Look, I can totally get on board with the idea that Gravity in the theatre – in 3D – was meant as a totally immersive experience, less a film, more a theme-park-ride/simulator/stimulator for “grown-ups”. But I watched the DVD, the boring old 2D world of space, rendered via clunky dialogue, soap-opera back-stories and floating objects. One of which, for at least a wee bit, was George Clooney.
And Sandra Bullock was fucking annoying.
So I’m watching this, going okay, I’ll give this a chance – because, you know, that’s what I do. And also so many people have gushed about this. Talked it up as some amazing experience including those usual add-ons of “I normally wouldn’t like…” and “even if you’re not usually…”
But Gravity is an annoying scam. It asks you to go with it – for the ride, as it were – and so you suspend your disbelief. You buckle in and surrender to moments of manufactured tension as the astronauts are blown about in a debris storm, their ship destroyed. They battle for oxygen and saddest back-story – Bullock’s character had a kid who died! – and they desperately fumble about in space, with only their breathing to occupy the soundtrack. Well, that and Steven Price’s score. Which is pretty wonderful a lot of the time – because, given the setting, we’re not allowed to hear crashes and whooshing noises and scrapes and explosions. There is no sound in space – apart from Bullock whining a lot. And some cool music which works as soundscape-for-space, takes the place of the noises you figure you should hear, evokes the responses, teases further tension.
So, we sign up, we buckle in and we watch – as the film plays out as if well put-together trailer stretched to feature-length. We watch as Bullock’s back-story makes us apparently feel some strange form of empathy, she apparently has nothing to live for, could disappear off into space and not be missed, she’s immersed herself in work and this could be the final word on/in overtime – but no. She’s a fighter. Nevermind that we’re to believe she was capable of being trained and ready for a space mission but once there has no clues at all. Nevermind that she awaits instruction at every moment. Nevermind that she causes millions of dollars of damage all to save the life of someone whose paperknife cheekbones are only going to go and get her in more bad movies.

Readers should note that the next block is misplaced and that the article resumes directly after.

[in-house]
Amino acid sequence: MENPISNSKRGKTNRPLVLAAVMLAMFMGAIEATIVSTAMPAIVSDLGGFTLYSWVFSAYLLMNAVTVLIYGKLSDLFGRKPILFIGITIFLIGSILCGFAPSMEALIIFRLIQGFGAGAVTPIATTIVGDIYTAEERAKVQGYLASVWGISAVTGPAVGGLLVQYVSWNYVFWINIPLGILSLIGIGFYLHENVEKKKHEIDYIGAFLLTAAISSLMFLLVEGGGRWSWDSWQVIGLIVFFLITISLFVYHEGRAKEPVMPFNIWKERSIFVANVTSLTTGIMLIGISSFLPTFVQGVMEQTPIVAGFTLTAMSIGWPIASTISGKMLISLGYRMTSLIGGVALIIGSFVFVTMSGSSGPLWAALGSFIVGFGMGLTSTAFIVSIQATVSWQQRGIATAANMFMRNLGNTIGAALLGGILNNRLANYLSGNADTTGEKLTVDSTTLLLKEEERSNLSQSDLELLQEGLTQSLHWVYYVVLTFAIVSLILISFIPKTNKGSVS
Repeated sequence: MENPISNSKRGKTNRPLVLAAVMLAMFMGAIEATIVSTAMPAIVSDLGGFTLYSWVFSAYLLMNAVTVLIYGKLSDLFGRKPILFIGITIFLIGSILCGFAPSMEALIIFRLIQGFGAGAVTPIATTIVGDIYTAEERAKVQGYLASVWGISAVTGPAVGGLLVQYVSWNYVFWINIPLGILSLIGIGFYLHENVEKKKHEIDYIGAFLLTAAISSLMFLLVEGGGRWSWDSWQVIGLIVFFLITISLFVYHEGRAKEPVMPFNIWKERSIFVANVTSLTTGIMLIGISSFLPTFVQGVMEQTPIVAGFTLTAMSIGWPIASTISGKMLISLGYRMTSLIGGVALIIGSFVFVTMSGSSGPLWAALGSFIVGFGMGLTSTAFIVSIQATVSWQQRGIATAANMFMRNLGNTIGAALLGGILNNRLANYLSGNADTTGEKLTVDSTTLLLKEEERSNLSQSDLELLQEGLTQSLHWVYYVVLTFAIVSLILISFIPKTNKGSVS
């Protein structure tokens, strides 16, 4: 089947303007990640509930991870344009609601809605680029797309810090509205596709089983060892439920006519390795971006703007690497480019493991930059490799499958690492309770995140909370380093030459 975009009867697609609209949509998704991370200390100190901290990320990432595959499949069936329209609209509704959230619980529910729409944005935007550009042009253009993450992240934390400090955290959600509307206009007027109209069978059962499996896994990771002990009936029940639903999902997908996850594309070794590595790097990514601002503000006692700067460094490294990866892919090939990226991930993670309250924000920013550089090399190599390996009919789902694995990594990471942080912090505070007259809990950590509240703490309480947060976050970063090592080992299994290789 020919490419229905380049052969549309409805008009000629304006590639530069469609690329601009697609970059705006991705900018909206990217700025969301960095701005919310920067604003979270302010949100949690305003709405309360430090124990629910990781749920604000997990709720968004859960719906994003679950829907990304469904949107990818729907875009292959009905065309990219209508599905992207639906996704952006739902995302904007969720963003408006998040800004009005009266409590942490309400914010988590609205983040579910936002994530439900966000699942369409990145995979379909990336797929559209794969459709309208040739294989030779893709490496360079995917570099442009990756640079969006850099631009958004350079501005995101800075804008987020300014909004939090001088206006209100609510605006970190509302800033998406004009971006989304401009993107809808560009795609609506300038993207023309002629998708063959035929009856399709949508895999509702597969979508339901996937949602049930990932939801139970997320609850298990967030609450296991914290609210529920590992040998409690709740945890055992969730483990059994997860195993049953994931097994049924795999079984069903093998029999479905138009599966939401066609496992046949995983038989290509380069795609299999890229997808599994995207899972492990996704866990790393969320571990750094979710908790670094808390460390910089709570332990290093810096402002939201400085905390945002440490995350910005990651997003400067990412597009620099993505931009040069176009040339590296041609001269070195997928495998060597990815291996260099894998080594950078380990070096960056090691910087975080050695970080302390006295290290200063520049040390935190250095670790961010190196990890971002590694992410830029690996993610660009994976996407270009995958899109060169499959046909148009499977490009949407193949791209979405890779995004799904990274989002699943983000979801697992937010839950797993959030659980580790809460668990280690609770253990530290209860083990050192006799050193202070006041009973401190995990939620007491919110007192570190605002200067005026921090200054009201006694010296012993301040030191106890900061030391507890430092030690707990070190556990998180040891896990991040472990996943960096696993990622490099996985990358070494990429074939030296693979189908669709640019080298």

Gravity is pointless.
When the film reaches its conclusion you either realise you’ve been duped – or you pay up to have another go again, like the waterslide could only possibly get better the second, third, fourth and fifth times, right? Despite that hike to the top of the stairs. Despite the wait in line. Despite the fact that it was shit the first time down. You see, a bunch of people have loved Gravity – called it innovative and immersive and therefore amazing. But it’s a plotless heap of shit. And yet, oddly, it’s this semblance-of-a-nearly-plot that is driving the film. There’s nothing else in it, apart from the empty-gesture of too much bloody CGI and no heart whatsoever.
So you didn’t look at your phone for a whole 90 minutes while something was (almost) happening. That’s hardly a recommendation.